Australia's Labor Party Pushes Forward With Anti-Discrimination Bill For Gay Teens

The Australian Labor Party is working to protect LGBTQ students.

Recently, both major parties in Australia were in agreement over creating new anti-discrimination laws so religious schools couldn’t target gay students. Unfortunately, those bipartisan negotiations came to a standstill after the Liberal/National coalition government insisted that religious schools should be able to make students go to church.

According to Australian news site Stuff, the Labor Party has come through with new anti-discrimination legislation anyway.

Prime Minister Scott Morrison was the one to propose the new bill, which was celebrated by Labor Party members.

"I'm happy to have a discussion about how we ensure that we preserve the capacity of religious schools to teach the tenets of their faith," Labor Senator Penny Wong told the ABC.

"Nothing in the bill that is being proposed by the Labor Party stops that."

But as the Labor Party rises to protect LGBTQ youth, so too does their opposition. The Senate has decided to delay the vote on the Labor Party’s bill, according to the New Castle Star. In response, Wong stated that this move by conservative politicians was an “outrage.”

"Call an election instead of lying the way you have about this issue," Senator Wong told parliament.

Conservative opposition to the bill claims that it does block religious schools from enforcing rules like students attending chapel. The delayed vote is then allegedly to give room for altering the bill.

"We support it with reasonable amendments to ensure that for example religious schools can provide appropriate rules for the proper conduct of their schools," said Senator Cormann.

While Australian lawmakers have come to yet another standstill, the Labor party is pushing with all its might to protect LGBTQ youth from discrimination. They just have to get over the hurdle of their conservative peers.

A Nigerian LGBTQ Rights Group, TIERS Nigeria, Made A Teen Love Film To Increase Gay Visibility

The first trailer’s out for a Nigerian film that’s focused on ending discrimination in its home country.

TIERS Nigeria: The Initiative for Equal Rights is an LGBTQ rights organization stationed in the West African country. They conduct multiple LGBTQ rights missions such as providing legal assistance, documenting LGBTQ abuse, hate crimes, and discrimination, political engagement to act as LGBTQ citizens’ voice, and creating media to share the lives and trials of LGBTQ people.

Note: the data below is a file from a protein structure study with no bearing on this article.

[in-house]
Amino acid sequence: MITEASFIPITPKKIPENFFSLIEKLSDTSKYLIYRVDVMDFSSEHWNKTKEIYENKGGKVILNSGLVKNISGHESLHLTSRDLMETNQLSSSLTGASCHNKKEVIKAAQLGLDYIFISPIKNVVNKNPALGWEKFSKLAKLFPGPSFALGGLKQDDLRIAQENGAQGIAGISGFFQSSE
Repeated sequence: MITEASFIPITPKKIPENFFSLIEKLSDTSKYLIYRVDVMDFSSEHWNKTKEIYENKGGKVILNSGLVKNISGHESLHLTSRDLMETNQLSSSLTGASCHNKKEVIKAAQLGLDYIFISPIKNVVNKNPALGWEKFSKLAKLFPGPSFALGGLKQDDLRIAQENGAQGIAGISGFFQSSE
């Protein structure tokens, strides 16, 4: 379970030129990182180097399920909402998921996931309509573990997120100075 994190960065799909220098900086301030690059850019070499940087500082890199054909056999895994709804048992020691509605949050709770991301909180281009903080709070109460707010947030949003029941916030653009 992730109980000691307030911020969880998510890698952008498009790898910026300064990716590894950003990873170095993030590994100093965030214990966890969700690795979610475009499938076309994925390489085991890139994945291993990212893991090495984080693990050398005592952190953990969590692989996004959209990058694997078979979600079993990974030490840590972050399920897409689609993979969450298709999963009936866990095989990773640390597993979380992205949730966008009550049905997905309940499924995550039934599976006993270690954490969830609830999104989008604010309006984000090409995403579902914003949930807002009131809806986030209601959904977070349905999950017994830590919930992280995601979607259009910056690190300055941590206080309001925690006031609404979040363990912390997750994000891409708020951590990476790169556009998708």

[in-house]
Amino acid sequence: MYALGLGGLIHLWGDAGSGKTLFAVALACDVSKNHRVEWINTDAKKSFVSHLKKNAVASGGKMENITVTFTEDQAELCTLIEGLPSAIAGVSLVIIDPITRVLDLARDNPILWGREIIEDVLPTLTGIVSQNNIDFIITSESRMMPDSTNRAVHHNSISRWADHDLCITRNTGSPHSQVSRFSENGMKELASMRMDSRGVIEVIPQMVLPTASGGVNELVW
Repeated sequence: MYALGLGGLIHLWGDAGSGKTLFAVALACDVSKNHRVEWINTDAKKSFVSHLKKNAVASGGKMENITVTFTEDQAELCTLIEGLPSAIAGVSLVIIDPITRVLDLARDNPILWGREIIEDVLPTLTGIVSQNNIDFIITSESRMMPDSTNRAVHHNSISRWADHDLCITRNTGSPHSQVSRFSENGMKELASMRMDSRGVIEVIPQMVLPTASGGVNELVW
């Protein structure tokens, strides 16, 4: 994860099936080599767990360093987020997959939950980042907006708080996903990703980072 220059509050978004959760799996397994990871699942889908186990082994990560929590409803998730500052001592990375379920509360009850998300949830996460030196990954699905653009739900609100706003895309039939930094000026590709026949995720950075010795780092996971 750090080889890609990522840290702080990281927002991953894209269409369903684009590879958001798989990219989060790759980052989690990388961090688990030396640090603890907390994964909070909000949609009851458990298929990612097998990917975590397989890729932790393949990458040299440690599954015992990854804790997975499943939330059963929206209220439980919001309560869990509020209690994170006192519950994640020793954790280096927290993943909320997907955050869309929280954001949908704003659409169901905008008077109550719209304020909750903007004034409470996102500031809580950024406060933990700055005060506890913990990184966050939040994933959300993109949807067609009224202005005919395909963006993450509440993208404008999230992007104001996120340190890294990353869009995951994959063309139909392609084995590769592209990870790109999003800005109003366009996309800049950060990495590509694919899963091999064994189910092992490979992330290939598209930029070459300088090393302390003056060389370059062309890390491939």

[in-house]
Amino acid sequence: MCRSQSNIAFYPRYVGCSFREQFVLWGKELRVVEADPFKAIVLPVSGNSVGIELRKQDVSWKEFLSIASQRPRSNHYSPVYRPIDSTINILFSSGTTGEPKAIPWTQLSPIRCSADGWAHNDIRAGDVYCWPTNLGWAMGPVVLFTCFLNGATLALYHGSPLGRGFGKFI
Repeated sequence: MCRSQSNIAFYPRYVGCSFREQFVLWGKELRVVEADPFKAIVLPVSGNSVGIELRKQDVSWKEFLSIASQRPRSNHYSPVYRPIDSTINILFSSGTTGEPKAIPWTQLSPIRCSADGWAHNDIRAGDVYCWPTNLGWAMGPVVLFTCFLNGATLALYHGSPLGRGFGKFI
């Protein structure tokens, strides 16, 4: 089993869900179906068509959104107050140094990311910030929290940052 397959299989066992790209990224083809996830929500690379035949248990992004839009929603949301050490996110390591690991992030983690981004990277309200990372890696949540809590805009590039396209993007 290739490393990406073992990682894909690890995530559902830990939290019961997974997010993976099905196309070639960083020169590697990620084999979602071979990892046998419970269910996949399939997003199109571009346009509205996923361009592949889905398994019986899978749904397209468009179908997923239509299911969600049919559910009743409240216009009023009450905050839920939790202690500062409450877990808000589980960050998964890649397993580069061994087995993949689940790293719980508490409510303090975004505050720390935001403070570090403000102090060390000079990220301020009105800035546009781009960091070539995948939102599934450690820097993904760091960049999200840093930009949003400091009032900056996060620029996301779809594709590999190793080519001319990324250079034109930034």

Concerning the latter, TIERS Nigeria has created four films to introduce LGBTQ life to the rest of the country. The first three films, Hell or High Water, Everything in Between, and Veil of Silence, were moderate successes. Now, it’s time for the fourth film to arrive.

We Don’t Live Here Anymore is a simple teen romance between two boys.

In Prominence high school, Tolu Bajulaiye and Chidi Egqonuwu, stand at the center of a romantic tale and one full of scandal.

In addition, Nike, Tolu’s mother, is a powerful matriarch who uses every inch of her power to fight the two boys at every turn.

We Don’t Live Here Anymore was directed by Tope Oshin, executive produced by Olumide Makanjuola, written by transgender writer Noni Salma, and stars Osas Ighodaro Ajibade, Funlola Aofiyebi, Katherine Obiang, Funmi Eko, Abiodun Aleja, Francis Sule, Kunle Dada, Temidayo Akinboro, Chris Iheuwa and Omotunde Adebowale.

You can check out the first trailer of the film down below.



Keiynan Lonsdale Released A Music Video Celebrating Young Love

Keiynan Lonsdale has been very busy lately.

The heartthrob who normally runs around on TV’s The Flash has recently made a splash in the pop culture world because of his role in gay teen rom-com Love, Simon. But, acting isn’t all the rising celebrity has on his portfolio.

The actor, who came out as bisexual last year, is also a singer, and he recently released a new lyric video for the song “Kiss the Boy.”

The music video celebrates love between young people. The video shows teenagers (boys and girls, straight, bisexual, and gay) hanging out, kissing, and being all kinds of cute.

Recently, Lonsdale told Billboard that he created the song after being inspired by Love, Simon and The Little Mermaid.

“The teaser for Love, Simon had dropped on YouTube and then for some reason, I don’t know why, the song ’Kiss the Girl’ from The Little Mermaid popped up on my feed,” he said.

“I was like, ‘Oh, that’s so funny. I wonder if I can do a cover of that song, but change it to about a boy?’ It didn’t work, but I was thinking about the Love, Simon trailer and I was really happy. Eventually, I got the hook, ’If you wanna kiss the boy/ Then you better kiss the boy right now.'”